Yet another hard blow during the Covid-19 pandemic. The National Institute of Statistics and Geography (INEGI) estimates that, in 2020, out of 4.9 million micro, small, and medium enterprises (MSMEs), 3.9 million (79.19%) survived, and just over one million (20.81%) closed their doors permanently during the lockdown implemented to prevent further contagion.
It’s important to note that 72% of jobs in Mexico are generated precisely by MSMEs, which is why their relevance to the national economy is huge.
Towards a new economic paradigm
Mildred Berrelleza, the Business School’s Regional Development Director at Tecnológico de Monterrey, believes that this situation is going to increase unemployment from its current level of 3.4% to 3.7% in 2021, which is also a consequence of stagnant practices.
“The development model that we’ve been using until now has proven not to be ready for our current conditions, and this forces us to move towards a newer, fairer, and more supportive development model, which places emphasis on local and regional aspects,” she mentions in an interview for Tec Review.
She also says that it’s urgent to redirect the country towards a circular economy paradigm, with human beings at the heart of economic development.
“People’s wellbeing will have to be put above capital for its own sake,” states this entrepreneurial expert.
Even before the health emergency, people were already facing difficulties that have now become even more visible due to the pandemic, according to Berrelleza.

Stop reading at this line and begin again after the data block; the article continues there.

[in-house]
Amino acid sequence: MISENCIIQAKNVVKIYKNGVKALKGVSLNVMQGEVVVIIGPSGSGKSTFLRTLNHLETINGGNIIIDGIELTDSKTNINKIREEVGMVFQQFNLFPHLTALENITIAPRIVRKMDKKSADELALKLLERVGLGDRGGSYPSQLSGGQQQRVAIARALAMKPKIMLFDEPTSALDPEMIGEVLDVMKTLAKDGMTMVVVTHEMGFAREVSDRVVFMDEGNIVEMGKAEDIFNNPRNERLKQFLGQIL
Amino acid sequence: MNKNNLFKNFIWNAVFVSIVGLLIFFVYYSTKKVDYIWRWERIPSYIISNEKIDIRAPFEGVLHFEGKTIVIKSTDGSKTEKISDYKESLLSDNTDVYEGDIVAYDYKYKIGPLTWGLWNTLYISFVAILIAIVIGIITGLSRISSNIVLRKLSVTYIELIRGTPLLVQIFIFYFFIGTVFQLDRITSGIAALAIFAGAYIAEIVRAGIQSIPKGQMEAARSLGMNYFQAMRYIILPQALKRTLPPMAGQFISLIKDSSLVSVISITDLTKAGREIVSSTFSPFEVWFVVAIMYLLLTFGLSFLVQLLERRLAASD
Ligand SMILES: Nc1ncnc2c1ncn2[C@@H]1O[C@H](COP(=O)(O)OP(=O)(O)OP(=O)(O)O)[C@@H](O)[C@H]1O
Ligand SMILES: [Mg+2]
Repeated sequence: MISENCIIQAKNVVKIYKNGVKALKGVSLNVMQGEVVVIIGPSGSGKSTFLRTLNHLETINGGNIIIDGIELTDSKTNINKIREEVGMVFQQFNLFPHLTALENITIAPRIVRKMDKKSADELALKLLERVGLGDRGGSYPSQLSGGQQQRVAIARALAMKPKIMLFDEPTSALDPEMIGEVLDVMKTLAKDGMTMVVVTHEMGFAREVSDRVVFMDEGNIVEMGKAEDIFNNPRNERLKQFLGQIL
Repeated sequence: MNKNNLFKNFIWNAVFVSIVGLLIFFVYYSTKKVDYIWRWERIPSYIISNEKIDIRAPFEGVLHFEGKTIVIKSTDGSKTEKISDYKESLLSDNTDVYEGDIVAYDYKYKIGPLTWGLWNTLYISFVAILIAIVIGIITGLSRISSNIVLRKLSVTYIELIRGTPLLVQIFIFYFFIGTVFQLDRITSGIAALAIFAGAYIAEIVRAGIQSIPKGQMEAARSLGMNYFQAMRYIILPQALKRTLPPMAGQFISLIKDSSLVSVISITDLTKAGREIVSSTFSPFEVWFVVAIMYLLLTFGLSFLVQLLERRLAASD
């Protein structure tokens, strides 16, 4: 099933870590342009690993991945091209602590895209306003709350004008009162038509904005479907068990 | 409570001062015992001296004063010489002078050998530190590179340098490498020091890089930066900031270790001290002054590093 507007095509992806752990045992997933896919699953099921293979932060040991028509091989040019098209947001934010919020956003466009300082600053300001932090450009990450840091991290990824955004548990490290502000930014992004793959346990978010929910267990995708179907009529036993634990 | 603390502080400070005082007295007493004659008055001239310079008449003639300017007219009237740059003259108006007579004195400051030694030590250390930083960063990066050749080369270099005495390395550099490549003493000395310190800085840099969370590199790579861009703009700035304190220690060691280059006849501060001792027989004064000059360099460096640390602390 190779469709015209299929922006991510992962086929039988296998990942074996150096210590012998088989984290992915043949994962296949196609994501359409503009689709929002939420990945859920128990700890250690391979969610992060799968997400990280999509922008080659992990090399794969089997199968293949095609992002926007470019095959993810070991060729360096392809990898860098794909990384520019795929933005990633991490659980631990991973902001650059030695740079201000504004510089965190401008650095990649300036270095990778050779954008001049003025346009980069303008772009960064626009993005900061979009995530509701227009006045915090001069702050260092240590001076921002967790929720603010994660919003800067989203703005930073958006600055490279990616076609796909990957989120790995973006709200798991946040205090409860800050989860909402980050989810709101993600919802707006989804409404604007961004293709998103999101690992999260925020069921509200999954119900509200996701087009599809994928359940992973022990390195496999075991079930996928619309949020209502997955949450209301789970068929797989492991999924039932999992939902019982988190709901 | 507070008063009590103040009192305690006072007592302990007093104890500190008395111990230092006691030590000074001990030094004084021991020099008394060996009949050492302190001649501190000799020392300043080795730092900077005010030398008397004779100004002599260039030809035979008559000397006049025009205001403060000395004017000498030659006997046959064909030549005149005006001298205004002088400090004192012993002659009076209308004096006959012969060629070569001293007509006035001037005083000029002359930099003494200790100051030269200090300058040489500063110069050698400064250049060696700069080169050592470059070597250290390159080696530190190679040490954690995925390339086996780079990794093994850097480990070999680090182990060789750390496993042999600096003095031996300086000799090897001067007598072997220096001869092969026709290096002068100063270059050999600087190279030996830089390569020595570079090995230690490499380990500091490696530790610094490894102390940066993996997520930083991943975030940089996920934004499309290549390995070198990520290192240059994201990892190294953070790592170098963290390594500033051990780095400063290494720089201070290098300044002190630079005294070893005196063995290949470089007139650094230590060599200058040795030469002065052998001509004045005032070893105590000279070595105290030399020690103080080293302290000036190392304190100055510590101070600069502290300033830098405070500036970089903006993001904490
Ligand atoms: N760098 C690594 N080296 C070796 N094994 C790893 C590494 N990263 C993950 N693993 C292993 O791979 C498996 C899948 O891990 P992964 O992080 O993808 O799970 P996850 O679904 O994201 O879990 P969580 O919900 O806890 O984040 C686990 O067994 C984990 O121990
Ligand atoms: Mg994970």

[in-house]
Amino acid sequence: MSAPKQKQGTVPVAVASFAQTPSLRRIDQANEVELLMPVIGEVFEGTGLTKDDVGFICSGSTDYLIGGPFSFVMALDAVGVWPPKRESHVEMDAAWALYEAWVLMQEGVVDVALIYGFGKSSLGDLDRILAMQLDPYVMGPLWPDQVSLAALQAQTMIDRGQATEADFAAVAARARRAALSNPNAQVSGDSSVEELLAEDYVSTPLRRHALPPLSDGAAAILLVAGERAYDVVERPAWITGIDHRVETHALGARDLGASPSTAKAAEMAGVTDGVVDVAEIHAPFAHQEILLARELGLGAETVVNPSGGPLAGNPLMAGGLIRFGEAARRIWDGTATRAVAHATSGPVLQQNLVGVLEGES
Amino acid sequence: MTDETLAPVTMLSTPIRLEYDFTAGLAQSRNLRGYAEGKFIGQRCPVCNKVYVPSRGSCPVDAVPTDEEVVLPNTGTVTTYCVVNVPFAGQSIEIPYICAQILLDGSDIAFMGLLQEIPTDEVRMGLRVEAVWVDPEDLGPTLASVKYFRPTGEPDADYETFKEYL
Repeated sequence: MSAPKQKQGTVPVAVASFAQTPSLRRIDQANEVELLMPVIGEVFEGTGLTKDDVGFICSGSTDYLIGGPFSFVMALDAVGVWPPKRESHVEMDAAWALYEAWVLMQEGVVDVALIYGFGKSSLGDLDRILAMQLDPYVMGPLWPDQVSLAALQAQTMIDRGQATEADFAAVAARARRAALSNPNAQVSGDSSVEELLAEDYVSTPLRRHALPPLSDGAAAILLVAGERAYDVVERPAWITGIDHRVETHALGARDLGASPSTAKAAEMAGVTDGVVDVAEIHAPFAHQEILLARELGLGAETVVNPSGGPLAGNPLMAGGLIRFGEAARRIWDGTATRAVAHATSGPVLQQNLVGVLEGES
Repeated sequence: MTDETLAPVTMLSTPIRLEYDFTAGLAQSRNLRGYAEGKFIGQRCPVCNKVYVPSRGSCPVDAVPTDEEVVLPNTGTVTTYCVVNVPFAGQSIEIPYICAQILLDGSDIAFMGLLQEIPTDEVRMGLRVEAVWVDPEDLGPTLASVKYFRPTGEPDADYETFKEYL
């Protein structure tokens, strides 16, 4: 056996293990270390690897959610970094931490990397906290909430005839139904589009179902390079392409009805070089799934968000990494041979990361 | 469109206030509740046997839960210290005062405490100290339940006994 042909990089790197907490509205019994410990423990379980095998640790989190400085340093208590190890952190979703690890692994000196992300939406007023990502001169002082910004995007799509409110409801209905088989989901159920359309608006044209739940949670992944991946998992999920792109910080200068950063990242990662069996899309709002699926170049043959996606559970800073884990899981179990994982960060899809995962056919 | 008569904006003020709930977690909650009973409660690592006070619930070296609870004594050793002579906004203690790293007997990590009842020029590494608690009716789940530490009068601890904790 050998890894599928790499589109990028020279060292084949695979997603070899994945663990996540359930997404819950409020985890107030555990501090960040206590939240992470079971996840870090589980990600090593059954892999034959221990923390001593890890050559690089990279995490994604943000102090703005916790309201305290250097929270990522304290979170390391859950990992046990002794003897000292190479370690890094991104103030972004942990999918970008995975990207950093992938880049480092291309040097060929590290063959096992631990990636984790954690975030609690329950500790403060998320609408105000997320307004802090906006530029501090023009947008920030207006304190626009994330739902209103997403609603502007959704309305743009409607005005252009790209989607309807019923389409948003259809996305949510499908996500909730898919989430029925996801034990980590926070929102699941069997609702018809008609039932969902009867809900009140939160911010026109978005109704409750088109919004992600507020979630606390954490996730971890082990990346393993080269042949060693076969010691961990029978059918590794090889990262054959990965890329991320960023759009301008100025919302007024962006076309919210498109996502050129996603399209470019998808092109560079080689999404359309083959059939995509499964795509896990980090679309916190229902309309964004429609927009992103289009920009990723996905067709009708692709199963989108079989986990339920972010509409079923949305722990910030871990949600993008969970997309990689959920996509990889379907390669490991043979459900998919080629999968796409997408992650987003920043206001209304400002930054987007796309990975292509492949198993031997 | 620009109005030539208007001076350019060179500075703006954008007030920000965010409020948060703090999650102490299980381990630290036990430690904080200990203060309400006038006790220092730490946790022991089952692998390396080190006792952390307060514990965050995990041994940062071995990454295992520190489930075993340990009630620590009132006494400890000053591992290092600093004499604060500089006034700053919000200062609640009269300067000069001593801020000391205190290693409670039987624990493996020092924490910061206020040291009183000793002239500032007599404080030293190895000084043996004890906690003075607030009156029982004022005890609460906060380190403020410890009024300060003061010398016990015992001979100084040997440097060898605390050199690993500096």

“It wasn’t easy to access credit due to high interest rates, and this had to do with financial institutions in our country that haven’t been able to adapt or understand the financing needs of MSMEs.”
What’s more, many MSMEs were more focused on resolving immediate problems than on starting to implement digital technologies conducive to facing the health contingency more successfully. Foresight was lacking, according to the Tec director.
Customer service above all else
For Antonio Cervantes, founder of FHiNK, a Mexican financial advisory company, this crisis could have been avoided to some extent, but specific actions from the government and private initiative were lacking. Like Berrelleza, he agrees that narrow-mindedness has been lethal.
“It was a shared responsibility because our culture lacks a medium and long-term vision. Our vision is of a very short-term nature. And on occasion, we’re also very skeptical. This has also been seen with other phenomena, such as earthquakes, hurricanes, and floods, eventualities that we know can happen. However, we don’t take precautions,” he says in an interview for Tec Review.
This specialist points out that it’s essential for the surviving MSMEs not to lose contact with their customers. At the end of the day, it’s them, not technology, which are a business’ raison d’être.
“In Mexico, we’re not always focused on customers’ needs, and keeping them is the most difficult thing for us. We often go overboard with attracting new customers and get distracted from keeping the existing ones.”
Digitalization has allowed many businesses to adapt to changing times, as evidenced by the following data: from March to June alone, more than 8,000 SMEs joined platforms such as Mercado Libre, as reported by the online sales company. However, it’s impossible to eliminate the age-old advice to “always treat customers well” to make a business prosper, according to Cervantes.
“Even though nowadays business is done in a completely different way, consumers –who’re our customers– are still human and like to be spoiled. Often, they’re even willing to pay a little more in order to obtain that special treatment they’re looking for,” he says.
Cervantes says that MSMEs should also focus on reducing costs and on offering lower prices to overcome crises, but insists that, above all, “they mustn’t neglect that part that, in many cases, will yield more: the human part is more important than the material or technological aspect of the business.”